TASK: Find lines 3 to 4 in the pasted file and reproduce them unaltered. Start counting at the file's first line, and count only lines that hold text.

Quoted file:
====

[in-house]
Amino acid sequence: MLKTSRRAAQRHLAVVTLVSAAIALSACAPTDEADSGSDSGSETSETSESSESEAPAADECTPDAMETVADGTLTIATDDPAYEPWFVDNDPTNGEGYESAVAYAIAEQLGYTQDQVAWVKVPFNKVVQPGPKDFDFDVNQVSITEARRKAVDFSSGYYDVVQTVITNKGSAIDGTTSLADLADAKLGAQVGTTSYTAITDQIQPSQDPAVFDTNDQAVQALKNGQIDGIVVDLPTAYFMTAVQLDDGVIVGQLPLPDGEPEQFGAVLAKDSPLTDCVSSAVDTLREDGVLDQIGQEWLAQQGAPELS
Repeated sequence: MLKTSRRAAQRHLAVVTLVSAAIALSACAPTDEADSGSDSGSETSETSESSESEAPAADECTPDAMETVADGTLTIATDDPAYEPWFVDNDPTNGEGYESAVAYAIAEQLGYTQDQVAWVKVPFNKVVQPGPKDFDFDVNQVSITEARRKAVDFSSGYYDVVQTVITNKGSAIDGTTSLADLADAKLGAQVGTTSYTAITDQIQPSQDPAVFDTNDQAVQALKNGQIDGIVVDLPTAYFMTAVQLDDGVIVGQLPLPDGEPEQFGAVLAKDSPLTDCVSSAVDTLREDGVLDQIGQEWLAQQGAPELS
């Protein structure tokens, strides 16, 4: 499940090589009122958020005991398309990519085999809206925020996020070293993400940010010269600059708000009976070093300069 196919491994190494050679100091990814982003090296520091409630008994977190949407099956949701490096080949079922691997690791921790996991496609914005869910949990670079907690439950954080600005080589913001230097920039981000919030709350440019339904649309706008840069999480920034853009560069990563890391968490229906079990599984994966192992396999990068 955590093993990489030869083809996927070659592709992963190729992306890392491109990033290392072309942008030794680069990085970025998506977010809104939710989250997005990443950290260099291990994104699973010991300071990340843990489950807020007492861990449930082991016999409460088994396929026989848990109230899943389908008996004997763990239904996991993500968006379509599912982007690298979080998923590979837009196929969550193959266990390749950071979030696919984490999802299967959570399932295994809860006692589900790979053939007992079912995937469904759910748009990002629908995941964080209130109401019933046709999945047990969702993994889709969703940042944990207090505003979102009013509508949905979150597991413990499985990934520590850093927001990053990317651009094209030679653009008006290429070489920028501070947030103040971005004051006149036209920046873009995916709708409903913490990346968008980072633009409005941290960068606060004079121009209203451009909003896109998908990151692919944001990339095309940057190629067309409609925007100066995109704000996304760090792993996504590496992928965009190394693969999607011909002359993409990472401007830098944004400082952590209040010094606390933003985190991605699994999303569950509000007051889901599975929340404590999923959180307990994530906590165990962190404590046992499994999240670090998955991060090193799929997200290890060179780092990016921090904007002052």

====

Repeated sequence: MLKTSRRAAQRHLAVVTLVSAAIALSACAPTDEADSGSDSGSETSETSESSESEAPAADECTPDAMETVADGTLTIATDDPAYEPWFVDNDPTNGEGYESAVAYAIAEQLGYTQDQVAWVKVPFNKVVQPGPKDFDFDVNQVSITEARRKAVDFSSGYYDVVQTVITNKGSAIDGTTSLADLADAKLGAQVGTTSYTAITDQIQPSQDPAVFDTNDQAVQALKNGQIDGIVVDLPTAYFMTAVQLDDGVIVGQLPLPDGEPEQFGAVLAKDSPLTDCVSSAVDTLREDGVLDQIGQEWLAQQGAPELS
């Protein structure tokens, strides 16, 4: 499940090589009122958020005991398309990519085999809206925020996020070293993400940010010269600059708000009976070093300069 196919491994190494050679100091990814982003090296520091409630008994977190949407099956949701490096080949079922691997690791921790996991496609914005869910949990670079907690439950954080600005080589913001230097920039981000919030709350440019339904649309706008840069999480920034853009560069990563890391968490229906079990599984994966192992396999990068 955590093993990489030869083809996927070659592709992963190729992306890392491109990033290392072309942008030794680069990085970025998506977010809104939710989250997005990443950290260099291990994104699973010991300071990340843990489950807020007492861990449930082991016999409460088994396929026989848990109230899943389908008996004997763990239904996991993500968006379509599912982007690298979080998923590979837009196929969550193959266990390749950071979030696919984490999802299967959570399932295994809860006692589900790979053939007992079912995937469904759910748009990002629908995941964080209130109401019933046709999945047990969702993994889709969703940042944990207090505003979102009013509508949905979150597991413990499985990934520590850093927001990053990317651009094209030679653009008006290429070489920028501070947030103040971005004051006149036209920046873009995916709708409903913490990346968008980072633009409005941290960068606060004079121009209203451009909003896109998908990151692919944001990339095309940057190629067309409609925007100066995109704000996304760090792993996504590496992928965009190394693969999607011909002359993409990472401007830098944004400082952590209040010094606390933003985190991605699994999303569950509000007051889901599975929340404590999923959180307990994530906590165990962190404590046992499994999240670090998955991060090193799929997200290890060179780092990016921090904007002052």